There is no "silver bullet" to addressing these concerns, said Jeremy Close, cybersecurity and privacy counsel at Kia America.
"We have big targets on our backs," he said. "We operate in a very litigious environment. Everything you say outside of your company can and will be used against you."
Companies need to find the balance between being transparent and protecting secrets.
As over-the-air updates to vehicle software proliferate, they open up new revenue sources for automakers. Upstream Security CEO Yoav Levy said this creates more potential exposure points. "This needs to be more of a continuous effort and a continuous process," he said.
Upstream plans to open its first U.S. security operations center in Ann Arbor, Mich., west of Detroit, as it gears up for an expected rise in threats.
Companies should educate their employees from "the shop floor to the C-suite," said Rebecca Faerber, manufacturing cybersecurity services manager at Ford Motor Co.
"I don't pretend any of us are the same as the national electric grid, but we are critical infrastructure," she said. "And I'm concerned we would make a great test bed for a smart and well-motivated group."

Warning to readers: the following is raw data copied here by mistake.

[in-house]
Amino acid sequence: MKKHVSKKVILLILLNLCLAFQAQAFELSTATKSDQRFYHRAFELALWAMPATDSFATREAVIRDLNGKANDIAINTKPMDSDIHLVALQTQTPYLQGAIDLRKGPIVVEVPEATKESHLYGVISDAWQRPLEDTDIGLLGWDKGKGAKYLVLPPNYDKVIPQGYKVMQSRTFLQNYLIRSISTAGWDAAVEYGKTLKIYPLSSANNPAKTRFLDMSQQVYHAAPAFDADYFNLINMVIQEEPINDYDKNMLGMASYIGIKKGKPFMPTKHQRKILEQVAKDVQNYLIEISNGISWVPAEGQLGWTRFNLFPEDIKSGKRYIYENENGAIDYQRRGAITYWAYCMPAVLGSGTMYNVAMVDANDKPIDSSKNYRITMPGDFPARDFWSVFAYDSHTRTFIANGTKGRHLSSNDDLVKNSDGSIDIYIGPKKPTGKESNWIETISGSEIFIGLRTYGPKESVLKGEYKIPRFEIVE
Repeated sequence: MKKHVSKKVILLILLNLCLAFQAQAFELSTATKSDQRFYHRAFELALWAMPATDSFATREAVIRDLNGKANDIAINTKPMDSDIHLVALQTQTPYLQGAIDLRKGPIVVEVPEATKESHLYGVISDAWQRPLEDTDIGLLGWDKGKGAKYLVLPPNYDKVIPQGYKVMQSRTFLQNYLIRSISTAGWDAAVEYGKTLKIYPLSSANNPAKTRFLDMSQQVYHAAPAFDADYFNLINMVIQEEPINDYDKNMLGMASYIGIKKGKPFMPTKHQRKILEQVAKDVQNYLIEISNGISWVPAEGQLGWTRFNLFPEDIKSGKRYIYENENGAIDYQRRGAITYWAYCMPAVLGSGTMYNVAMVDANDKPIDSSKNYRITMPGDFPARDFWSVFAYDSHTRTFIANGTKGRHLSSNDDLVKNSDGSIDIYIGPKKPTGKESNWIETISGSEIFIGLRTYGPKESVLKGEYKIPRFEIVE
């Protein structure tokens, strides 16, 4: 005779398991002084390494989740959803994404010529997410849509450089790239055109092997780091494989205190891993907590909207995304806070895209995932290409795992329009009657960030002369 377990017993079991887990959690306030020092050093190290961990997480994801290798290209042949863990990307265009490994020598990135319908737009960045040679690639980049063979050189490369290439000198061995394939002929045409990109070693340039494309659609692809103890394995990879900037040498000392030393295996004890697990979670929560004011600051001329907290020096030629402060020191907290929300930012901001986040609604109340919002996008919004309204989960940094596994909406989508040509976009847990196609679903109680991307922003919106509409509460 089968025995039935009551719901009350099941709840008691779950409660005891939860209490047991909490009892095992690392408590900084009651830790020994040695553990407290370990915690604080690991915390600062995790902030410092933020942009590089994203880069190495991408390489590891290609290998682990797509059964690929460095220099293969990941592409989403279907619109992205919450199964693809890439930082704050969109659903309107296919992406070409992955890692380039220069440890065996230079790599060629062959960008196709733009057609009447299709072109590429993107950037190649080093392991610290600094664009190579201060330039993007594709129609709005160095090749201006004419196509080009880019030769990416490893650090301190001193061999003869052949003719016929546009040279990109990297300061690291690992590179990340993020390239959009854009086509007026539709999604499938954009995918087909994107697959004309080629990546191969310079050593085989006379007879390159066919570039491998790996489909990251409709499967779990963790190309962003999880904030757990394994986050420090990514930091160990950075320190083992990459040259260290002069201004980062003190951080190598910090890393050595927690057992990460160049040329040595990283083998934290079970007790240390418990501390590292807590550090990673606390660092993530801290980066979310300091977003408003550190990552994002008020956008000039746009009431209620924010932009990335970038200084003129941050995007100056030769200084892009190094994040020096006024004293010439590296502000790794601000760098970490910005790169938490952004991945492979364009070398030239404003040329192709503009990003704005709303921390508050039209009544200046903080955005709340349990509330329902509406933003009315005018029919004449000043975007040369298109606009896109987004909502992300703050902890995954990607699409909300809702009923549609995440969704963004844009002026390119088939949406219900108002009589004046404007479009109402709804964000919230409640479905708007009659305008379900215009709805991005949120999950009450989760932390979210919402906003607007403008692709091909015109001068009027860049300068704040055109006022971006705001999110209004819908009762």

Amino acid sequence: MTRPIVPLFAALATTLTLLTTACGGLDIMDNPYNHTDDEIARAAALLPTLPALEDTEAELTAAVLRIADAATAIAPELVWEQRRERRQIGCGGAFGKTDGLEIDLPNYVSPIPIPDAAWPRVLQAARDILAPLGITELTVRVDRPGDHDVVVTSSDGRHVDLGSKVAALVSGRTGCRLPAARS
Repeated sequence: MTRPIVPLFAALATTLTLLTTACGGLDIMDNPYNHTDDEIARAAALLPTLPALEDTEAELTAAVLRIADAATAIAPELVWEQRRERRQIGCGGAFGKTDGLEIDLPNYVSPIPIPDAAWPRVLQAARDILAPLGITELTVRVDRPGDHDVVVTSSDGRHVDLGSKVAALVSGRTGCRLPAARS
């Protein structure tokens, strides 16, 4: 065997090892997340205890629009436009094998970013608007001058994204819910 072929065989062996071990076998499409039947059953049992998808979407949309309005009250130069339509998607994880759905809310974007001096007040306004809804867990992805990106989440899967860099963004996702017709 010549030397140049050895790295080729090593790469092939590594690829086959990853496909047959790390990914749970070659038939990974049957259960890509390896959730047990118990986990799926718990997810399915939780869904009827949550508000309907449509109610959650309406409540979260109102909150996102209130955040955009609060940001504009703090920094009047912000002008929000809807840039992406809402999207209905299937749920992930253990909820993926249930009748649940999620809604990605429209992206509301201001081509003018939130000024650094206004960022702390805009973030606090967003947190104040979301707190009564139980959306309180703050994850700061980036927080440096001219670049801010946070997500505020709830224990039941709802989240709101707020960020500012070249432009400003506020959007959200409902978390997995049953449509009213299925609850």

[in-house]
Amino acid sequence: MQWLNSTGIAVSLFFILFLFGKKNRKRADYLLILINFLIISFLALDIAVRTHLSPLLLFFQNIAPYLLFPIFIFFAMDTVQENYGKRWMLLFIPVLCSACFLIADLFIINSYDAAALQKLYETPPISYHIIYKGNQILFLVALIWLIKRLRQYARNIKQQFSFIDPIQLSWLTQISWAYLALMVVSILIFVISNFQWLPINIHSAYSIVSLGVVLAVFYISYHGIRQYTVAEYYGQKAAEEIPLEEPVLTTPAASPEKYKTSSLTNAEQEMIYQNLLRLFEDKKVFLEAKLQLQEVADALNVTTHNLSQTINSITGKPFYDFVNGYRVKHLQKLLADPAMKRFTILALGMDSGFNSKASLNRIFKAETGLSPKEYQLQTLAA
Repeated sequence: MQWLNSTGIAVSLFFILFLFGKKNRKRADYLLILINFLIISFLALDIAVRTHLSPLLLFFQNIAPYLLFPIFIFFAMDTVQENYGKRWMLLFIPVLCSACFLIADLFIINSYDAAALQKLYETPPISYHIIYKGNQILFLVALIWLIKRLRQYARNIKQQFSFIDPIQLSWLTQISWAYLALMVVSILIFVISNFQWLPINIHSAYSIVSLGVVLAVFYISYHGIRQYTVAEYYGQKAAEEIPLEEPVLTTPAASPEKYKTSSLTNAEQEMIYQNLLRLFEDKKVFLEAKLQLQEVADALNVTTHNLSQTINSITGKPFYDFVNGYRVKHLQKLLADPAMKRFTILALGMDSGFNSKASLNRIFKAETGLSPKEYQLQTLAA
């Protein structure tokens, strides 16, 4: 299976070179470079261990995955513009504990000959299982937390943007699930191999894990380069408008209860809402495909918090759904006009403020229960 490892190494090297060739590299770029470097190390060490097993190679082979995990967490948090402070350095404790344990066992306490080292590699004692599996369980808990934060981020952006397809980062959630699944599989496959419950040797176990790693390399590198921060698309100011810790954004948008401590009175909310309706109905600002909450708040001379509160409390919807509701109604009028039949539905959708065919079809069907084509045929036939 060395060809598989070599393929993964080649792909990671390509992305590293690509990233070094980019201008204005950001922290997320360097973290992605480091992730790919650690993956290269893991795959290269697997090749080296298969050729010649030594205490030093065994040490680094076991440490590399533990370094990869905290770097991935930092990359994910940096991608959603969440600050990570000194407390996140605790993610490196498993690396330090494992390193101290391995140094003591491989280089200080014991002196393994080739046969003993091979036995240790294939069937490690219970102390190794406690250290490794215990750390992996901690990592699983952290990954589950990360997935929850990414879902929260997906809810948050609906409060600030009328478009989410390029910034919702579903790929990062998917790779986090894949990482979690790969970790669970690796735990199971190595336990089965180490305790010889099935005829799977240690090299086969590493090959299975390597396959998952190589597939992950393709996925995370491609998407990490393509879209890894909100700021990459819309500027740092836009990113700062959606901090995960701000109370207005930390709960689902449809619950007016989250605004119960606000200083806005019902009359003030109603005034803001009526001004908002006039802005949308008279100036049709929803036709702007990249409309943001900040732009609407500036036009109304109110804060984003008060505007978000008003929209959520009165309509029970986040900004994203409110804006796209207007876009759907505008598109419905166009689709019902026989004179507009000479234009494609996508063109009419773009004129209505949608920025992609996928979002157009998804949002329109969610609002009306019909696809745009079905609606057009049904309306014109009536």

National cybersecurity risks are also on the rise. As vehicles become more connected to smartphones and infrastructure, they become more attractive targets for U.S. adversaries such as China, Russia and North Korea, D'Antuono said.
"Malicious actors" in China have stolen more U.S. personal and corporate data than all other nations combined, including proprietary secrets from businesses that allow the country's state-owned companies to compete "unfairly on the global stage," said D'Antuono.
He urged cooperation and transparency between companies and the government to combat that threat.
Davis is optimistic about increasing cooperation in the industry.
"You already see the industry coming together and collaborating," he said. "We're turning that corner together."